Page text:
We begin our mornings with coffee and the news. These last weeks, local news has been dominated by Sonoma County’s homeless crisis, while world news features stories and photos of the devastating wildfires in Australia that threaten to destroy the country itself. Thankfully human casualties in the enormous conflagration have been low, but reports say that at least a billion wild animals have died.
As one headline said, for Australians and others, the widespread denial of climate change has gone up in the smoke that engulfs even the coastal cities. Pictures of kangaroos and koalas fleeing the flames seem familiar to Californians, although the creatures that fled our state’s fires were our own native species —deer, raccoons, foxes and many other species, not to mention the livestock and pets that perished.
In the fires’ aftermath here, thousands of homes were lost, so the housing crisis grew even worse. More than a few fire survivors have left Sonoma County unable to find housing. People have been forced out due to the rising cost and short supply of rentals. Drive some of the back roads and you’ll see RVs and travel trailers parked along the wide spots.
Last Friday my small church congregation (Guerneville Community Church) volunteered to prepare and serve dinner at the Guerneville Emergency Shelter for the homeless. It’s held during winter months at the Veterans Memorial Building. We showed up with our slow cookers, giant pots, and large bowls with scalloped potatoes, ham and navy beans, roasted vegetables, salad, bread and brownies.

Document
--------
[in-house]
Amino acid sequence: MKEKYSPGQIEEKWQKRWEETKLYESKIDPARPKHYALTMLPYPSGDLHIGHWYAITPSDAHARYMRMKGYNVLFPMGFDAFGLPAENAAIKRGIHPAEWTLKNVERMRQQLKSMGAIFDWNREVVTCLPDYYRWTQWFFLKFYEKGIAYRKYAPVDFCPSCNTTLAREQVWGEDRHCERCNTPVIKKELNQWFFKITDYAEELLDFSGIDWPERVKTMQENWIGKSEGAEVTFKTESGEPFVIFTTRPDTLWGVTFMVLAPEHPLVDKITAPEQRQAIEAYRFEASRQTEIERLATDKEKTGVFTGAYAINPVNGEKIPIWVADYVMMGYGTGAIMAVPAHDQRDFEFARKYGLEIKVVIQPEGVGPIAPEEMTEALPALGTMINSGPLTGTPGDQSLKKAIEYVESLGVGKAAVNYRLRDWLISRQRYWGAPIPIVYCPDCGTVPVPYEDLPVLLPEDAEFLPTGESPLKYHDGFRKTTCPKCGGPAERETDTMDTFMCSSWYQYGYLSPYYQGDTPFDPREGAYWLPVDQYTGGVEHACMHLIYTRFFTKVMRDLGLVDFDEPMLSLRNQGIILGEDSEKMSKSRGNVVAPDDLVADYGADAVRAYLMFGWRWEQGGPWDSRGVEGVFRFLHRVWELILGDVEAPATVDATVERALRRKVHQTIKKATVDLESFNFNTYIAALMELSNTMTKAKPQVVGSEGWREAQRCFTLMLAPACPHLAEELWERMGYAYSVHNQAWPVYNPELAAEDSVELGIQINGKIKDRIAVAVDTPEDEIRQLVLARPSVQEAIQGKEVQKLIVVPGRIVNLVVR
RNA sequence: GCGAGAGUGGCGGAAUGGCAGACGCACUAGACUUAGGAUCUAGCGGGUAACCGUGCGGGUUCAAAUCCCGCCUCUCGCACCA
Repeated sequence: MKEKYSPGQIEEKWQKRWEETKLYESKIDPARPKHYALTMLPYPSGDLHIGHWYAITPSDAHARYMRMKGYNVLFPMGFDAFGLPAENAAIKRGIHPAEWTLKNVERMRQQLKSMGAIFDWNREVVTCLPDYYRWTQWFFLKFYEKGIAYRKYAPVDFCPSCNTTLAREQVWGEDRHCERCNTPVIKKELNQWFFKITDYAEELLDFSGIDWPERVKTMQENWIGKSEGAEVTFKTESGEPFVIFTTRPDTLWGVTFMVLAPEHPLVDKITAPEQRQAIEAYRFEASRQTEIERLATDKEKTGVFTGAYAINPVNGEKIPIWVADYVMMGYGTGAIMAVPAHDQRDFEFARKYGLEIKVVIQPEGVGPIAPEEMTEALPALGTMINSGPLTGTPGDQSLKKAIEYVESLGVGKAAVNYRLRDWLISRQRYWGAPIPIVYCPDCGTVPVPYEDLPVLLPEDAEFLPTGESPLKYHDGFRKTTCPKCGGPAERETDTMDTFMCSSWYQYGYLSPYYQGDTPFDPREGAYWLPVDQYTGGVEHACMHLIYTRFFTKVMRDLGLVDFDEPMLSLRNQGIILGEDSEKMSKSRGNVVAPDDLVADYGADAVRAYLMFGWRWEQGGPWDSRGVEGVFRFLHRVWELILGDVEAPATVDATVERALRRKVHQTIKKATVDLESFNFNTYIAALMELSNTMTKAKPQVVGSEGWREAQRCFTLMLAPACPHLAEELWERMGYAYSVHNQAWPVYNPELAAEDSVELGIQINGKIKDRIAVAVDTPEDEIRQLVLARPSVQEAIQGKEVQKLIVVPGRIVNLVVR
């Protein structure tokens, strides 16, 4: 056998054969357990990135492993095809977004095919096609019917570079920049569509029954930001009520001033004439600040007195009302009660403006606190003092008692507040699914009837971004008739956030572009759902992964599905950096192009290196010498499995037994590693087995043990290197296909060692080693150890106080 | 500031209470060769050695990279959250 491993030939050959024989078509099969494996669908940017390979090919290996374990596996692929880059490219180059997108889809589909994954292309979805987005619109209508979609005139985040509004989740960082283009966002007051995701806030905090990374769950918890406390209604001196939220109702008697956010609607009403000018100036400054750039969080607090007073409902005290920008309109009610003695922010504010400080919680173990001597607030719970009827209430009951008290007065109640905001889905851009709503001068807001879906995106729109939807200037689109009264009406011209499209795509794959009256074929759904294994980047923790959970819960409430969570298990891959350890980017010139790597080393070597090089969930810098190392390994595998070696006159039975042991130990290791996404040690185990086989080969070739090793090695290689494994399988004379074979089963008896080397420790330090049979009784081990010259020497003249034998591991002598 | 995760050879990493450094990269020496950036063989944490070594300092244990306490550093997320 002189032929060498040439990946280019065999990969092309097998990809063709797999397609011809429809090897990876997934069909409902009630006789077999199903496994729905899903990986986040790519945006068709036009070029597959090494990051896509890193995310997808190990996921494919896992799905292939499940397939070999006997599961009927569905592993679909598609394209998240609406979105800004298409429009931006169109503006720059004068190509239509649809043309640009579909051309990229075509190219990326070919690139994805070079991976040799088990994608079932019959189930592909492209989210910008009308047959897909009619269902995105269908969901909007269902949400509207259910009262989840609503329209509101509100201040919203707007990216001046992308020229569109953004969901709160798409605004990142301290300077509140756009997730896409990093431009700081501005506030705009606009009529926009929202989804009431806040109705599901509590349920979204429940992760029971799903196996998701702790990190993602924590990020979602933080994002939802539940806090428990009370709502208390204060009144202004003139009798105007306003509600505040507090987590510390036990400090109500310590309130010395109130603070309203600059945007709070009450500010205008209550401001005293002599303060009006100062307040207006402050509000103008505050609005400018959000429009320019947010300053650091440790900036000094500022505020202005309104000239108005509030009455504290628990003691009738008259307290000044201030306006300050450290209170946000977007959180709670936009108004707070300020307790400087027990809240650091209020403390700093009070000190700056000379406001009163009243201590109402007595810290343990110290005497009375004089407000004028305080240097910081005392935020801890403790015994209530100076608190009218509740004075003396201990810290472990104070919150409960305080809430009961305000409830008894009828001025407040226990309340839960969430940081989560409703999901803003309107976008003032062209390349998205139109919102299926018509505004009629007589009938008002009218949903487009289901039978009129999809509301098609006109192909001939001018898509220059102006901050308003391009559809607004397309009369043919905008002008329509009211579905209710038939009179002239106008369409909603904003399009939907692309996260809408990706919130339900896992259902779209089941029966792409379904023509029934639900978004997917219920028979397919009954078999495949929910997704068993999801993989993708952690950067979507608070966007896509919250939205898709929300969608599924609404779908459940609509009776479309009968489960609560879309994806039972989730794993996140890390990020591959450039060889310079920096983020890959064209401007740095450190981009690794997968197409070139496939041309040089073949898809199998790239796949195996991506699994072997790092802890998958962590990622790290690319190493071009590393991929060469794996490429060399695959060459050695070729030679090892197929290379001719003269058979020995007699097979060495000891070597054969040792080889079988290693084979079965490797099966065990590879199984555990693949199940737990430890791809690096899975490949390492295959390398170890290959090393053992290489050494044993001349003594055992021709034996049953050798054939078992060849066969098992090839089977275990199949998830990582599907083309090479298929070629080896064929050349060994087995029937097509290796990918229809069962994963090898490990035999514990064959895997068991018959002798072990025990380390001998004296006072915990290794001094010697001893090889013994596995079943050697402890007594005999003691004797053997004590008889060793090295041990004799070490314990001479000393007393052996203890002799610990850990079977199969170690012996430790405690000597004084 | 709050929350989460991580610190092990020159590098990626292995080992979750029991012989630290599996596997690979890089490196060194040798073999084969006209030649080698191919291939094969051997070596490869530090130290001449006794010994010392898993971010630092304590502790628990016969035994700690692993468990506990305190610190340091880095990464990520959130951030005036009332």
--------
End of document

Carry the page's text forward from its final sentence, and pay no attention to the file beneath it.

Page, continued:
By twos and threes, about 40 people checked in and found their preferred sleeping place. There were four staff members who had set up tables and chairs plus the sleeping mats and blankets that were laid out on the floor. A large urn of hot water sat on the counter next to various packages of tea. The staff handed out towels for those wishing to shower.
Once we opened the sliding partition that closed the kitchen serving area, people quickly lined up. As more men and women arrived, the line was filled with talk and laughter. This was our second time there and things went well, a bit smoother than our first experience. One thing that was the same was the gratefulness that almost every diner expressed. “Thank you so much…” “This is so great…” “Wow, you guys don’t know what this means…”
Some 35 years ago my husband and I found ourselves trapped in a major recession in Oregon. When we could no longer afford rent, we spent more than a few nights in our vehicle or set up our small tent where we could find a pull-off away from major roads.
No matter where we parked, every night about 7 p.m., which was his bed time, our 3-year-old son would whimper and repeat the same word over and over, “Home… home… home…”
I couldn’t find a way to explain we didn’t have a home, so I would hold him on my lap and rub his back until he went to sleep, then tuck him into his sleeping bag.
Remembering that time, my heart aches for everyone who can’t find home — the fire survivors in all of California, the almost three hundred people camping alongside Highway 12 near Sebastopol, the people of Australia who must wonder if there will be any place left for them, and all the living creatures, wild and domestic, that have lost their safe places here, in Australia, and in so many other places in the world.
Pamela Tinnin writes from her ranch on Pine Mountain. She can be reached at firstname.lastname@example.org.